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This is a fairly common problem, and the solution I've used is similar to what I searched and found later. One implements a ListCellRenderer with a JLabel that enables or disables itself based on the current selected index:

public Component getListCellRendererComponent(JList list, Object value,
        int index, boolean isSelected, boolean cellHasFocus) {
    setText(value.toString());
    UIDefaults defaults = UIManager.getDefaults();
    Color fc;
    if (index == 1) {
        setEnabled(false);
        fc = defaults.getColor("Label.disabledForeground");
        setFocusable(false);
    } else {
        // fc = defaults.getColor("Label.foreground");
        fc = list.getForeground();
        setEnabled(list.isEnabled());
        setFocusable(true);
    }
    setForeground(fc);
    setBackground(isSelected ? list.getSelectionBackground() : list
            .getBackground());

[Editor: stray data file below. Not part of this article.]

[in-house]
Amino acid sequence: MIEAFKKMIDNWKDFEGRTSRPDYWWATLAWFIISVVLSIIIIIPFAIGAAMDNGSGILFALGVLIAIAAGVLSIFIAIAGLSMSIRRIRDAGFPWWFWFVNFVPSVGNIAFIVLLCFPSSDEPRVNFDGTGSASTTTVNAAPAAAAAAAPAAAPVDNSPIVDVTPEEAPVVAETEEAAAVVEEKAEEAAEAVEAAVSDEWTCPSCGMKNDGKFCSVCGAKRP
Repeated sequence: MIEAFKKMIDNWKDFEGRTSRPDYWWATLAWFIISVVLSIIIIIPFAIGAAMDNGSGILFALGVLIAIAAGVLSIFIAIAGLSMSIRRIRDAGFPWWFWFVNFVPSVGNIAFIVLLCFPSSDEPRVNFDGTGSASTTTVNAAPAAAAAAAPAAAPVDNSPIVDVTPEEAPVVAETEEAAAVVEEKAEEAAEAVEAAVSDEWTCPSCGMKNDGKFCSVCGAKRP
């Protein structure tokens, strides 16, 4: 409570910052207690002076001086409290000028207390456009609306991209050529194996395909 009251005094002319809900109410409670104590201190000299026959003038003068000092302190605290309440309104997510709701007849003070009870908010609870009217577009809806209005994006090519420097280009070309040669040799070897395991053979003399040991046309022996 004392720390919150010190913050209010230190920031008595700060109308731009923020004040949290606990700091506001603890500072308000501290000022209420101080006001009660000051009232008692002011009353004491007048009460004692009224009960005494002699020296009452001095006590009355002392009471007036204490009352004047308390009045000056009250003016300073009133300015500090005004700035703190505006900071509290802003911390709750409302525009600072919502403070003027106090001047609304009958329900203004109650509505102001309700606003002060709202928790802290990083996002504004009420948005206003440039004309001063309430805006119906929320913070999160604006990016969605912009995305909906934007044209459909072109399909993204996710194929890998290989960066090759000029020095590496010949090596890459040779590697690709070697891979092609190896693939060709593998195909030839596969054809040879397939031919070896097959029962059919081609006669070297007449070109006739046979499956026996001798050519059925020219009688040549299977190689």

return this;
}

The problem is that even though visually the list item shows up as disabled, it can still be selected despite the setFocusable call. How do I actually disable it?

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1 Answer 1

You need some way to discourage the ComboBox from been able to set the item(s) that can't be selected from been selected.

The easiest way I can think of is to trap the change in the selection within the model itself.

public class MyComboBoxModel extends DefaultComboBoxModel {

    public MyComboBoxModel() {

        addElement("Select me");
        addElement("I can be selected");
        addElement("Leave me alone");
        addElement("Hit me!!");

    }

    @Override
    public void setSelectedItem(Object anObject) {

        if (anObject != null) {

            if (!anObject.toString().equals("Leave me alone")) {

                super.setSelectedItem(anObject);

            }

        } else {

            super.setSelectedItem(anObject);

        }

    }

}

Now this is a quick hack to prove the point. What you really need is someway to mark certain items as unselectable. The easiest way I can think of is to provide a property in the item, such as isSelectable for example.

Failing that, you could construct a special ComboBoxModel that maintain a separate inner model that contained a reference to all the unselectable items, so that a quick model.contains(item) could be used to determine if the item is selectable or not.

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